Gary Smith EDA Gary Smith EDA (GSEDA) is the leading provider of market intelligence and advisory services for the global Electronic Design Automation (EDA), Electronic System Level (ESL) design, and related technology markets.

    "Surviving Another Industry Downturn: A Time for Opportunities"

    Surviving Another Industry Downturn: A Time for Opportunities

    • Industry Cycles

      For some companies involved in the volatile electronics industry, upturns and downturns are cyclical, challenging and full of opportunities. Some companies take the challenges and turn them into opportunities by:
    • • Employing inventory management programs to reduce product manufacturing
      costs and prices
      • Developing new contracts to maintain customer loyalty and out-survive competitors
      • Changing pricing strategies and contracts with foundry partners
      • Expanding IP partnerships
      • Selling off or closing old fabs rather than invest in upgrades
      • Upgrade fabs for new products or technology: solar, MEMs, etc.
      • Developing multi-tiered prices and product lines
      • Refocusing market strategies on new applications and new users
      • Acquiring companies to gain technology or engineering expertise
      • Qualifying tools and solutions for foundry manufacturing processes

    • In 2006 GSEDA made several recommendations on future growth opportunities for EDA and chip designers:

    • • Increased production of 65nm and 45nm designs
      • RF circuitry needs and competing strategies driving “exponential growth in functionalities that must be integrated into the same sized and same priced” SIP versus SOC
      • Package-on-package (PoP) and die-to-die package solutions
      • PCB and package design challenges would be new 4G wireless applications that must remain “backward compatible with 3G/2G modes
      • Concurrent team design infrastructures or models, between “IC layout and manufacturing (foundries at front-end and back-end) were needed to meet process effects, photolithography, data volumes, and cost effective chip yield”. Applications like those illustrated in Figure 1 were pushing the limits of existing package, board and system design engineering capabilities and EDA software tools.

    • Source: Cadence & GSEDA April 2009

      Today multiple EDA companies now offer a variety of co-design platforms or concurrent software sections to bridge the design gaps from silicon to package and board to system. Their platforms required more partnering with silicon and package foundries and board to system level manufacturers. This perspective will cover a selected number of companies that recently introduced and compete in co-design platforms for both the front-end and back-end of design.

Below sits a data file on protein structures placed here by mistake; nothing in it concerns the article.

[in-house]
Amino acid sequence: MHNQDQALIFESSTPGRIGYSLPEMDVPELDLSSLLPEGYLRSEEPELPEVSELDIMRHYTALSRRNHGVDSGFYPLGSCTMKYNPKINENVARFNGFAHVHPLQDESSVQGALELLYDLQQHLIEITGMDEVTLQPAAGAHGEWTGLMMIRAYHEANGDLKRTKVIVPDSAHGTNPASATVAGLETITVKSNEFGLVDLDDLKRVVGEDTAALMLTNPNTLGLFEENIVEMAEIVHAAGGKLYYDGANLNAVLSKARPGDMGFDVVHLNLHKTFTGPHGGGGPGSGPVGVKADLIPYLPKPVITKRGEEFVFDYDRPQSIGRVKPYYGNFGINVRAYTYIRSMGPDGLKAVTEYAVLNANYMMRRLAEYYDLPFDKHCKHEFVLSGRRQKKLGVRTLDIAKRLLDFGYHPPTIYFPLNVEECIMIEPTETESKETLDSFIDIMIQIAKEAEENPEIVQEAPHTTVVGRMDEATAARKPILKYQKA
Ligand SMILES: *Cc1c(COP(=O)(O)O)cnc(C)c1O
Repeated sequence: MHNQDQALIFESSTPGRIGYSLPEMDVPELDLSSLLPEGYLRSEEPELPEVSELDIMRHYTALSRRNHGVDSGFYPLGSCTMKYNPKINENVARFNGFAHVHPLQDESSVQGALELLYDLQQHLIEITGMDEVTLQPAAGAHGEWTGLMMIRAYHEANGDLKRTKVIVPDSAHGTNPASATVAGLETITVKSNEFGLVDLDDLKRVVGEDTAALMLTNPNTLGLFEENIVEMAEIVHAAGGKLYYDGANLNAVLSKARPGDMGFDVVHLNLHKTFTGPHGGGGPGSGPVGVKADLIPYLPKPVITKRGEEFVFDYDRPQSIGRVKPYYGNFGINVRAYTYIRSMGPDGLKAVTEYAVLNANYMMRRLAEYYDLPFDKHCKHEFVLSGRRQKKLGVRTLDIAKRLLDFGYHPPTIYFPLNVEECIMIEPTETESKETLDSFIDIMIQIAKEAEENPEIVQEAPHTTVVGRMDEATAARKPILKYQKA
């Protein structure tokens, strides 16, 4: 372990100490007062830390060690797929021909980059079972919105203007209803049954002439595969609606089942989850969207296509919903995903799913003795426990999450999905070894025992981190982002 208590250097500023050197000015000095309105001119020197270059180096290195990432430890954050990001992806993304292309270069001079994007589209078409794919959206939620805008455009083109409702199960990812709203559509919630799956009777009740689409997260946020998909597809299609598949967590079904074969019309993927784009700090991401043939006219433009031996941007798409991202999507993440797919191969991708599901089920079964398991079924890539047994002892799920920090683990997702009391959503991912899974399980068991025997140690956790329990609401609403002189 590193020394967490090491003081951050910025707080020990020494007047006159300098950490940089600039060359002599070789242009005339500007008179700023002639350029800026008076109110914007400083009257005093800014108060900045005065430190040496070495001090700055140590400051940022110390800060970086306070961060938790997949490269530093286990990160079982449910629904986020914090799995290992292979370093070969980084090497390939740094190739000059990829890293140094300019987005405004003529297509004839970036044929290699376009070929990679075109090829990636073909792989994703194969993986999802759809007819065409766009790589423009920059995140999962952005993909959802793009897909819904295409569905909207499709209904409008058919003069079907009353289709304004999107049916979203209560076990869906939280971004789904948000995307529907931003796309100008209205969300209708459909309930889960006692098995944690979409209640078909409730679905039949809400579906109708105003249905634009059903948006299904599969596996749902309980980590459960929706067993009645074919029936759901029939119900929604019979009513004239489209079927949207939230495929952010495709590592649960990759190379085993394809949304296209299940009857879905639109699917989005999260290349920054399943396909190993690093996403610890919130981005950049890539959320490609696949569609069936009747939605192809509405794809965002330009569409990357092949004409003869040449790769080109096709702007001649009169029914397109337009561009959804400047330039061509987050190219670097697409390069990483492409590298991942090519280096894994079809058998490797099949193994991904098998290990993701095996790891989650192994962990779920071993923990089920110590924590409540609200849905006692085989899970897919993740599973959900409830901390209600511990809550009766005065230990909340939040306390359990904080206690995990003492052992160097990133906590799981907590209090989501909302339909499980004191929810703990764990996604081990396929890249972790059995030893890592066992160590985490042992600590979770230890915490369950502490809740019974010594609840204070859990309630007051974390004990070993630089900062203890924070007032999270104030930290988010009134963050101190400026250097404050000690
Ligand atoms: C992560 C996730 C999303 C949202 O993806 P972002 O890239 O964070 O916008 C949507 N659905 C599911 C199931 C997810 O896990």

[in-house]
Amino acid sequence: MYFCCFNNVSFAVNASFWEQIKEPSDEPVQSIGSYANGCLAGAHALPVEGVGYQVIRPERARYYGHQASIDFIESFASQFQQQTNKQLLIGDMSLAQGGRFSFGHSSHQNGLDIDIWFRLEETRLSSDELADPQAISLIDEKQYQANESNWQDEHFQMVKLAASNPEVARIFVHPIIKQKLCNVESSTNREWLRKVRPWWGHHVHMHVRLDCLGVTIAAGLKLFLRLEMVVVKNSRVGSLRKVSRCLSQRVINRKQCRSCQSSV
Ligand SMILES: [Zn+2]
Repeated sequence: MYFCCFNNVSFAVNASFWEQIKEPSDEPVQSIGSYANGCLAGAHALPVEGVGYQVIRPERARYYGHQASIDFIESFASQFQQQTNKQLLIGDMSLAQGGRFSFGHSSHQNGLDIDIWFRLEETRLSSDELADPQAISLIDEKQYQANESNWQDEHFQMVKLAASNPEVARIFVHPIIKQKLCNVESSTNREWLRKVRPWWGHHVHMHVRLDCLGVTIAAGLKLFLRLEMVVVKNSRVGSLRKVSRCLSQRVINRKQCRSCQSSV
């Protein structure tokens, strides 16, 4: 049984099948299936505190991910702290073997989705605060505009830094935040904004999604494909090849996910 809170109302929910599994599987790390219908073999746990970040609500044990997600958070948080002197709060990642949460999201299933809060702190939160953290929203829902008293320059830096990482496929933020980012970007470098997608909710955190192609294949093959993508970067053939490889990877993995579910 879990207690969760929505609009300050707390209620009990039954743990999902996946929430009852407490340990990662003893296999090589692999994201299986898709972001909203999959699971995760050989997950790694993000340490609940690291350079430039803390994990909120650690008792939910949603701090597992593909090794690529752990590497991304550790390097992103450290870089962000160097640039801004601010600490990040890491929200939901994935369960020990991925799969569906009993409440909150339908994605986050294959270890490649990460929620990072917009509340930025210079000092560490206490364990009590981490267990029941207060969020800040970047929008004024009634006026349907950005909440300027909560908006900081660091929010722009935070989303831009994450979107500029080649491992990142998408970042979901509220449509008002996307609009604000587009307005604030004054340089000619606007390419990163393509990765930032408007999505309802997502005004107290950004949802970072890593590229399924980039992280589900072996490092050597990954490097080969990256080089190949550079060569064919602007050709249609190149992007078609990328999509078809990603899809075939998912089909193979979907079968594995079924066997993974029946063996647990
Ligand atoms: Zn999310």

EDA Vendors: Chip-Package-System Co-Design

      There is a growing list of EDA vendors paying homage to the chip foundry and SATS vendors to optimize interconnect across the entire chip-package-board domain via co-design solutions. By taking an aggressive position in co-design they build customer relationships and see it as an opportunity to get ahead of competitors. Two specific EDA companies significantly involved in the introduction of advanced co-design platforms are Apache Design Solutions and Agilent EEsof EDA Division. Both companies partner or work with the two largest suppliers of concurrent Package-Board-System co-design solutions: Cadence and Mentor Graphics.

      Apache Design Solutions, a start-up founded in the 2001 downturn, acquired Optimal in 2007. Optimal’s technology base included 3D power, signal, and thermal analysis solutions for packages, System-in-package (SIP) and board designs. Today Apache claims to lead the EDA industry with 100% focus on power and noise analysis co-design solutions from IC to the package domain via their Sentinel product. The Sentinel product line is targeted at 45nm and below designs with special emphasis on 3D and TSVs (through silicon vias).

      Agilent EEsof introduced its ADS 2009 HF/High speed front end (simulation and verification) co-design platform in 2009. Their front-end solution is in contrast to the Cadence and Mentor back-end co-design platforms. The ADS 2009 co-design “sweet-spot” is their strength in the RF domain. As stated by Agilent “the RF physical layer of any wireless system requires the successful integration of mutli-technology components to meet wireless system specs such as LTE, WiMax, WiMedia, Wireless HD, etc.

      Concurrent Infrastructures

      The EDA industry currently does not have a concurrent software development infrastructure in place. However, companies like Agilent EEsof, Apache, Cadence and Mentor; are pushing the limits of software technology to achieve interoperability. No one company has yet to achieve a complete software model from concept to complete system. As noted by GSEDA in November 2008, the cost of developing embedded software across the entire food chain is excessive. In 2007 the cost of developing the embedded software for an SOC (System On Chip) or an NOC (Network On Chip) passed the cost of designing the SOC/NOC.

      Advancements in Co-Design

      As noted by all four companies co-design of an IC, package/module and board before fabrication, or as soon as they become available either in the form of simulated designs or off-the-shelf parts reduces the risk of failure and delay. “If one extrapolates this risk reduction to a complex wireless or hi-speed communication system, the ROI is significant in the reduction of time, as it shortens the design cycles, and cost of work”.

      Mary Ann Olsson

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